Aaron Mulder on 13 Sep 2007 15:07:08 -0000

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Re: [PhillyOnRails] rspec slides

  • From: "Aaron Mulder" <ammulder@alumni.princeton.edu>
  • To: talk@phillyonrails.org
  • Subject: Re: [PhillyOnRails] rspec slides
  • Date: Thu, 13 Sep 2007 11:06:53 -0400
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It just seems like a tradeoff to me.  The more time you put into
testing, the less time you have for coding, but the more reliable the
code is.  So the question is, for project X, is it better to churn
stuff out quickly and have a harder initial maintenance cycle, or have
a slower development cycle with higher confidence?  Surely the answer
is "it depends..."

To me, far and away the biggest benefit to testing is for detailed
business logic.  I'm not so worried that the Model object won't work
or the Controller won't work or the View won't work...   I'm more
worried that we'll code complex business logic more or less correctly
once, and then someone six months later will make some seemingly minor
change elsewhere that happens to cause inadvertent breakage in the
business logic, and you'd never know it without the tests.

I guess it would be nice to establish a simple pattern for sanity
check tests for each type and then repeat that a lot (maybe with
better script/generate options)...  But I'm not so sure about writing
detailed tests of the frameworky bits.


On 9/13/07, Cassius Rosenthal <cassius@xmodulation.com> wrote:
> Geography prevented me from making it to the RSpec presentation last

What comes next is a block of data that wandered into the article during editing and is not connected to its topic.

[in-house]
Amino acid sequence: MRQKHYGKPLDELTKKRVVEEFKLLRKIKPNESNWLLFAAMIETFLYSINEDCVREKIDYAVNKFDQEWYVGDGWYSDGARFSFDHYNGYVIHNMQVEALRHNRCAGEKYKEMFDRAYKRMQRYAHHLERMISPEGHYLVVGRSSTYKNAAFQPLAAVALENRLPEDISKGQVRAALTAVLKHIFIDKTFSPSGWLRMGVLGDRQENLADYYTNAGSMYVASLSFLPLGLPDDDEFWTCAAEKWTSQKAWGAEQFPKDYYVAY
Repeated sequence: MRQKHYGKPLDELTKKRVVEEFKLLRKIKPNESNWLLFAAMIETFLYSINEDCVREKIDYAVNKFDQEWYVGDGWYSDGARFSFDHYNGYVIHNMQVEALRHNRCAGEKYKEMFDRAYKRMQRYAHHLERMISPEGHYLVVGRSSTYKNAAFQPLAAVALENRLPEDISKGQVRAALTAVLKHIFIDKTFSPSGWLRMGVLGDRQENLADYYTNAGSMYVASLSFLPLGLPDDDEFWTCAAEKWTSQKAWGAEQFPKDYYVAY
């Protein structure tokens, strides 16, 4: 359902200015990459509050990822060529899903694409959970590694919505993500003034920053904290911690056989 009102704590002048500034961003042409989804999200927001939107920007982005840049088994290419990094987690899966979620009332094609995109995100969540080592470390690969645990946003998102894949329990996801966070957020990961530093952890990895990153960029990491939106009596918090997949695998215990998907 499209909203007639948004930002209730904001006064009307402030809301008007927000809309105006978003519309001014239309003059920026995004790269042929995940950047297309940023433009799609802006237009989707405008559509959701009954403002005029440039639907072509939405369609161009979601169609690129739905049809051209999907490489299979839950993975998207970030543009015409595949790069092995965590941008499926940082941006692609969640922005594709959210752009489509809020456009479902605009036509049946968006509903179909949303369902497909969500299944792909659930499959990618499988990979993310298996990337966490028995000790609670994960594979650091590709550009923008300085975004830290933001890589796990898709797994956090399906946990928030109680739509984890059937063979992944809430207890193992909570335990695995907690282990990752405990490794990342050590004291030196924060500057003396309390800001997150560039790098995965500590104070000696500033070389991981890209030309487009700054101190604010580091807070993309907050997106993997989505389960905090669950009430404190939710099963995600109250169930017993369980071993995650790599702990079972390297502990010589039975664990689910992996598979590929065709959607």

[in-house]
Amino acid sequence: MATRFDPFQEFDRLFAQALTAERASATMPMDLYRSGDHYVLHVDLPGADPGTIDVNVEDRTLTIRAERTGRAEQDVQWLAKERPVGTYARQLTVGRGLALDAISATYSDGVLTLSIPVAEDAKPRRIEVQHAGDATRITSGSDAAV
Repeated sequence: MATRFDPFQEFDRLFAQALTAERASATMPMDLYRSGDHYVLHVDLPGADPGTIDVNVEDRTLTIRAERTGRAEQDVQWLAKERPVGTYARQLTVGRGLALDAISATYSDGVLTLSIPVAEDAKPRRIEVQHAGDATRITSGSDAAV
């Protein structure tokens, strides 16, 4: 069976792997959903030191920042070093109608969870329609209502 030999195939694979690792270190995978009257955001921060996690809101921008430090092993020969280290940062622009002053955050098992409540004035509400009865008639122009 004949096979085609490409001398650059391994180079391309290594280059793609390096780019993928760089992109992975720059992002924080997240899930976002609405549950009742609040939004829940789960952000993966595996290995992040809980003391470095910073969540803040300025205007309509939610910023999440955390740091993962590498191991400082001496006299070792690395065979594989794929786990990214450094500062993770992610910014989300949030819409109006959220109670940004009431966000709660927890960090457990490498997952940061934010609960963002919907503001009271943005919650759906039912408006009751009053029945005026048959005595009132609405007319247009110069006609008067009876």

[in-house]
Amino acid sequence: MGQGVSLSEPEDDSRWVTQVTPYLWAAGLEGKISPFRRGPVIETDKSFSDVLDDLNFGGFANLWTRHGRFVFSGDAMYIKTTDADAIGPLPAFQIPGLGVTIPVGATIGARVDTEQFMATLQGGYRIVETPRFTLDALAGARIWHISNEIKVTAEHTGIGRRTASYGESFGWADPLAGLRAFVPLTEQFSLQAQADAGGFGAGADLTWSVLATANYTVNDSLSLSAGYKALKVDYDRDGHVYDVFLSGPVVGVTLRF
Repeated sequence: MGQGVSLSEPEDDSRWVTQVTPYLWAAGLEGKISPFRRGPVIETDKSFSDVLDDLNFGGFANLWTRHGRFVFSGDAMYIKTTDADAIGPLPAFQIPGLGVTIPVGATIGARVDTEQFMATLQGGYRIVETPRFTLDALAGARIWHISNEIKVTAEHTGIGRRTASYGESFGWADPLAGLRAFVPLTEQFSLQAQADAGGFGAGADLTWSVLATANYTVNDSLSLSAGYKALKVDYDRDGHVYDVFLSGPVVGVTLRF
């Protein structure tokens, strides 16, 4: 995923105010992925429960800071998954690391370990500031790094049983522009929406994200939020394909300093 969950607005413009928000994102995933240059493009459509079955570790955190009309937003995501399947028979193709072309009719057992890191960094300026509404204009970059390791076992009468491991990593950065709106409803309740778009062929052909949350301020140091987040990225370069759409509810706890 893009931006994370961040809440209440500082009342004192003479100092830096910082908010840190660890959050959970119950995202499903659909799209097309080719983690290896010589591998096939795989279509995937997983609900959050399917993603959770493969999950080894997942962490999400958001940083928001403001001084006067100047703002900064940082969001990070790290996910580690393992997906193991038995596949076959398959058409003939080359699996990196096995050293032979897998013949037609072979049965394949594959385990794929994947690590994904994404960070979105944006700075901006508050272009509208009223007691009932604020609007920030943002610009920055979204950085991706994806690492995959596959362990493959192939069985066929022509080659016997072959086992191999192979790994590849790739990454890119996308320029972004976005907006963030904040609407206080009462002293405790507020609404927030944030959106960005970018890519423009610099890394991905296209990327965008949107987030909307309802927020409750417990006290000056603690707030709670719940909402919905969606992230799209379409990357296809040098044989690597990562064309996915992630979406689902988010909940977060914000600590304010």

> night.  (v_v)
> At MESDA's RubyUG this past August, I gave a 2-hour presentation on
> RSpec.  I used RSpec & BDD to test the Core randomness function using
> the chi-squared test; then I used RSpec & BDD to make the rails app into
> a simple quote CMS that hit up AWS for extra book info.
> I don't have any slides, because I wrote the code during the presentation.
> My conclusion --which I hope Colin will comment on-- is that rSpec has
> many drawbacks, but we should all be using it anyway.  Disadvantages of
> rSpec/BDD:
> * breaks DRY, which is also a Rails convention
> * slows development for experienced coders
> * does not suggest good tests
> * differentiation between 'good' and 'bad' test is not implied by syntax
> * model tests seems solid, but controller tests seem excessive
> (map.resoures.should_not be_trusted =>?), and view tests don't seem
> meaningful
> * trivial changes to schema often will require non-trivial changes to
> model specs
> * doesn't offer integration tests, although you can simulate them --
> documentation suggests using selenium instead of RSpec
> Why we should use it anyway:
> * it is becoming the convention; we must all conform to the conventions,
> or else the power of a convention-based framework weakens, and we all
> suffer; yes, using Rails is like belonging to a commonwealth -- abide
> and enjoy the benefits, or else you justify any retaliation that the
> commonwealth visits upon you.
> (^_^)
> Thanks!
> -Casey
> Colin A. Bartlett wrote:
> > Thanks to all who came out last night for my RSpec presentation.
> >
> > For those that missed it, my slides are online on our blog. (link
> > below) But they probably won't be that useful because they're mostly
> > silly pictures and a few code snippets.
> >
> > Colin
> >
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